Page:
The European Commission last week adopted "a package of proposals" regarding the exchange of airline passenger data to countries outside the European Union. Noting that "the exchange of passenger name records is an increasingly important criminal intelligence tool to fight terrorism and serious transnational crime throughout the world," and that some countries require their airlines to provide PNR data of inbound foreign passengers before arrival, E.C. recommended a consistent framework for all such agreements, including "recommendations for negotiating directives for new PNR agreements with the United States, Australia and Canada."
When asked when the European Union would begin renegotiating new deals with those countries, a spokeswoman for the E.U.'s U.S. delegation noted that the European Council, in consultation with the European Parliament, first has to adopt the new negotiating mandates. "Negotiations can only start after the formal approval of the mandate by the Council, and this is expected before the end of this year," she said.
An official at the U.S. Department of Homeland Security did not indicate when or if the United States intends to rework the existing U.S.-E.U. transatlantic air passenger data sharing agreement, signed in 2007. "The United States will closely follow the work in the Council of the European Union as it considers the Commission's proposed mandate," according to the official. "While we have not seen the E.C.'s mandate, [DHS] Secretary [Janet] Napolitano spoke with [E.C. Home Affairs] Commissioner [Cecilia] Malmström on 21 September 2010."
The 2007 deal included provisions for sharing 19 pieces of information from passenger PNRs. It generated considerable opposition on both sides of the Atlantic from those who said it infringes on privacy.
"The 2007 PNR agreement between the United States and the European Union, intended to remain in effect until 2014, has been successful in both protecting the data and privacy of individuals and helping to prevent global terrorism and crime," according to DHS Deputy Assistant Secretary for Public Affairs Amy Kudwa.
Speaking in Washington in July during an Atlantic Council meeting, Napolitano said, according to a posted transcript, that "European airlines have provided PNR data to the United States in an operationally effective way, under United States law, since 2002, with no complaints that the United States has, in fact, misused the data. This success has been confirmed by two joint reviews by the Department of Homeland Security and the European Commission since 2004, and three internal Department of Homeland Security audits by its chief privacy officer.
"In recent months, the European Parliament has passed a resolution with a number of preconditions before it would consider ratifying our PNR agreement," Napolitano continued. "We have lots to discuss before anyone should talk about taking the drastic step of abrogating an agreement that, in fact, works very well. In 2009, one-third of all persons denied entry to the United States on terrorism grounds were denied not because of law enforcement or intelligence tips, but because of analysis of their PNR data. We should not and cannot allow relatively minor legal or cultural differences or misperceptions to derail a security effort altogether."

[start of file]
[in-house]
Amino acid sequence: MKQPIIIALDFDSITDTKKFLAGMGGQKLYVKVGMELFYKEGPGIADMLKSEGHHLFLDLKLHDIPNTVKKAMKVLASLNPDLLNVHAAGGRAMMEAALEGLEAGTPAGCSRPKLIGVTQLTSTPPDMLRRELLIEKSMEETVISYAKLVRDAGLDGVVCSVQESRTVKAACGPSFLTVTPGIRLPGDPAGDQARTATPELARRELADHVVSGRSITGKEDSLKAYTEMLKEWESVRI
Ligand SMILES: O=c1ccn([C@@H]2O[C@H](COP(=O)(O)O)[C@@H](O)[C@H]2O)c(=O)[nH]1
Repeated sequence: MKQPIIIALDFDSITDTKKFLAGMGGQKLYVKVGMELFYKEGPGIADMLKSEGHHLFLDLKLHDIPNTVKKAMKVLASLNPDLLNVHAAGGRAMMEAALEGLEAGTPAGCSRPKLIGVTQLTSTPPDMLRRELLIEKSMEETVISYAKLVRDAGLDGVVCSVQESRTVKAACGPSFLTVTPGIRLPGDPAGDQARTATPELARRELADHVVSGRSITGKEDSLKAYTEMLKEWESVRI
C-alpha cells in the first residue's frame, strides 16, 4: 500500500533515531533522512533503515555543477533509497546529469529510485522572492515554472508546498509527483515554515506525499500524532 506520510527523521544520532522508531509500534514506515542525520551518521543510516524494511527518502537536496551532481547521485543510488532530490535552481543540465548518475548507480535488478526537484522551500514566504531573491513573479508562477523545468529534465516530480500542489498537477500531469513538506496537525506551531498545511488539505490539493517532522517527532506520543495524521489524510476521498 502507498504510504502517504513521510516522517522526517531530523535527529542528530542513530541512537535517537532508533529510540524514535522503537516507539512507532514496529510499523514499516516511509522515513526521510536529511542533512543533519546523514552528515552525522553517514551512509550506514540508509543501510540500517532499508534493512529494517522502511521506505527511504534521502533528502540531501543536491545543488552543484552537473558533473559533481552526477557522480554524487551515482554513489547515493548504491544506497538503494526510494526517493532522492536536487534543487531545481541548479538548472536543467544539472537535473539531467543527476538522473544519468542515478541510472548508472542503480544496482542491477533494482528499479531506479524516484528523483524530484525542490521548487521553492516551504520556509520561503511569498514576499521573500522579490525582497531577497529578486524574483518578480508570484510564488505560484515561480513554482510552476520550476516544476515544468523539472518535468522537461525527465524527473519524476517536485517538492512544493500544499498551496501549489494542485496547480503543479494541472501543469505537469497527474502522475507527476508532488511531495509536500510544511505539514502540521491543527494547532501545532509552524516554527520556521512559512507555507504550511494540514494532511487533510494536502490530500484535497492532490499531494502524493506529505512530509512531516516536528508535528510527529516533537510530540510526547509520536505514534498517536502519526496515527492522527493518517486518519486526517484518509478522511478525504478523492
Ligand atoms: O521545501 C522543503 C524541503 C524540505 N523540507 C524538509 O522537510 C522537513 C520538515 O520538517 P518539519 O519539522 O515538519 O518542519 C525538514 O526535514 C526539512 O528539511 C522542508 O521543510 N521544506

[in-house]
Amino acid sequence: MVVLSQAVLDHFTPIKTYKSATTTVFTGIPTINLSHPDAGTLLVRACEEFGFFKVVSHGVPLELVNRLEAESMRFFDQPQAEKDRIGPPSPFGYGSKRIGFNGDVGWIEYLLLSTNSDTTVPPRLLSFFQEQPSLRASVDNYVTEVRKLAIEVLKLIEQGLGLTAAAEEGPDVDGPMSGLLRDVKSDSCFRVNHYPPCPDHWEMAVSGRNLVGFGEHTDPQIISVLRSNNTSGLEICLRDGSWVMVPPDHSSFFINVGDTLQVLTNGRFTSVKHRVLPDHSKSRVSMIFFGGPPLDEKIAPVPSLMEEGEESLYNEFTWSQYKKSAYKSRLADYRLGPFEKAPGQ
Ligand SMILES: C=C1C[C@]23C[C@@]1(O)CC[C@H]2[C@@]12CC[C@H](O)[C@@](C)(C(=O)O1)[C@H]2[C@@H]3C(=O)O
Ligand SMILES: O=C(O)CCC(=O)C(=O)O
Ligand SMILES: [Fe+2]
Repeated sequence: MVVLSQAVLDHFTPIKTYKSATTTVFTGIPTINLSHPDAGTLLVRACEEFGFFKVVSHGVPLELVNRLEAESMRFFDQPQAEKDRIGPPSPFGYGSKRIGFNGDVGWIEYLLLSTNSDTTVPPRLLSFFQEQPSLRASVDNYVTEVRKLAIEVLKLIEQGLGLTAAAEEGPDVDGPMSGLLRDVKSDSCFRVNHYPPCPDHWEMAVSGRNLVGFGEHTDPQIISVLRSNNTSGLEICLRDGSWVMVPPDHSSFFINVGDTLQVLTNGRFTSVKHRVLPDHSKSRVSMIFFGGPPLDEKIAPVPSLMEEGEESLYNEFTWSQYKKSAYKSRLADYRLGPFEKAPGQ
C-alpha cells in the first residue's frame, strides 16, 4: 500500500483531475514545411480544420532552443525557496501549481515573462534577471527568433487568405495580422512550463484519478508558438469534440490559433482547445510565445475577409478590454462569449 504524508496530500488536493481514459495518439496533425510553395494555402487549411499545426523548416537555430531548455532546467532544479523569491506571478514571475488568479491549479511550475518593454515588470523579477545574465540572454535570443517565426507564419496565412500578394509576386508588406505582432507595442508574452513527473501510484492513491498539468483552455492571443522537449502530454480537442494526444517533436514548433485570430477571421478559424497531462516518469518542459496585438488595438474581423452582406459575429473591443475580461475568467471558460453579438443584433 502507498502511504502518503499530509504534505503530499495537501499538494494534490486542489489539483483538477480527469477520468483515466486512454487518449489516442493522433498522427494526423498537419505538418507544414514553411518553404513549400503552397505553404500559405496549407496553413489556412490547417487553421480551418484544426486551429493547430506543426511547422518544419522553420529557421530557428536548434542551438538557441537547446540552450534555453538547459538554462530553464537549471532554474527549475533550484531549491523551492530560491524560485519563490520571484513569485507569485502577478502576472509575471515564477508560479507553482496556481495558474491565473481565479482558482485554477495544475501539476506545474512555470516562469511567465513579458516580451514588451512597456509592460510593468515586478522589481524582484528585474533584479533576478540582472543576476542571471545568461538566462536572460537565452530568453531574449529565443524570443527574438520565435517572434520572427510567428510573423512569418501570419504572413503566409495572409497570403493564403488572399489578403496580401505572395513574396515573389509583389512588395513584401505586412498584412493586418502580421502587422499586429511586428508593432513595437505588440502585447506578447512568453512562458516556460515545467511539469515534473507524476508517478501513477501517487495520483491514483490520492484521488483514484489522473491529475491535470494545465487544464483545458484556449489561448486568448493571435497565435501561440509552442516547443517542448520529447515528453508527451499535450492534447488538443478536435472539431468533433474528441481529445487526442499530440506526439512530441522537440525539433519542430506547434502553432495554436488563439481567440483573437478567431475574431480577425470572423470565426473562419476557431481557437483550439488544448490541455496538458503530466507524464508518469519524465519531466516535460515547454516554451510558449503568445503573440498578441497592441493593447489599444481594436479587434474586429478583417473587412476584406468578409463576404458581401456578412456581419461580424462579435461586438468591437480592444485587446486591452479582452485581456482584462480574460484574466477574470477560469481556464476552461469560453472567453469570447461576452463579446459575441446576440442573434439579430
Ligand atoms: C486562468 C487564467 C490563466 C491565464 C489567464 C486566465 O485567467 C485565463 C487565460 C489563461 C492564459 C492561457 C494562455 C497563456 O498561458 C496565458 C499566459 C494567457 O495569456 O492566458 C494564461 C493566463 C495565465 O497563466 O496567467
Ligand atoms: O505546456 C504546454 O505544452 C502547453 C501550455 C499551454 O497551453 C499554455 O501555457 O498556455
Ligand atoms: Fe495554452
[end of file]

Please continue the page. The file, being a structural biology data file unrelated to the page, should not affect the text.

Speaking at the same event, E.U. vice president and commissioner for justice, fundamental rights and citizenship Viviane Reding said, "The past negotiations on the transfer of passenger data ... have shown that it is not always so easy to find mutually accepted standards and practices for the protection of the personal data.
"The PNR agreement," she added, "is a provisionary one. It has not yet been voted by the European Parliament." E.U.'s agreement with Australia also is "provisionally applicable," according to E.C. information.
Reding explained how Europeans should "have the same rights to redress in the United States as American citizens have in Europe. By which way this is done, that is not the problem to solve of Europe. That is a problem of our American counterparts to see, or do they want to open existing legislation with all the problems related to this? Do they want to solve the problem in a different way?"
As outlined last week, E.C.'s proposed negotiating points center on several areas, notably including data privacy. To protect personal information, E.C. wrote that new and renewed deals should ensure that countries have "effective independent oversight of the authorities which use PNR data;" use that data "exclusively to fight terrorism and serious transnational crime;" include only information necessary for that reason; store the data no longer than is necessary; explain the rationale and process to passengers; allow them to see PNR data and provide an "effective administrative and judicial redress." E.C. added that as a means to avoid profiling, "decisions having adverse effects on passengers must never be based on an automated processing of PNR data; a human being must be involved before a passenger is denied boarding."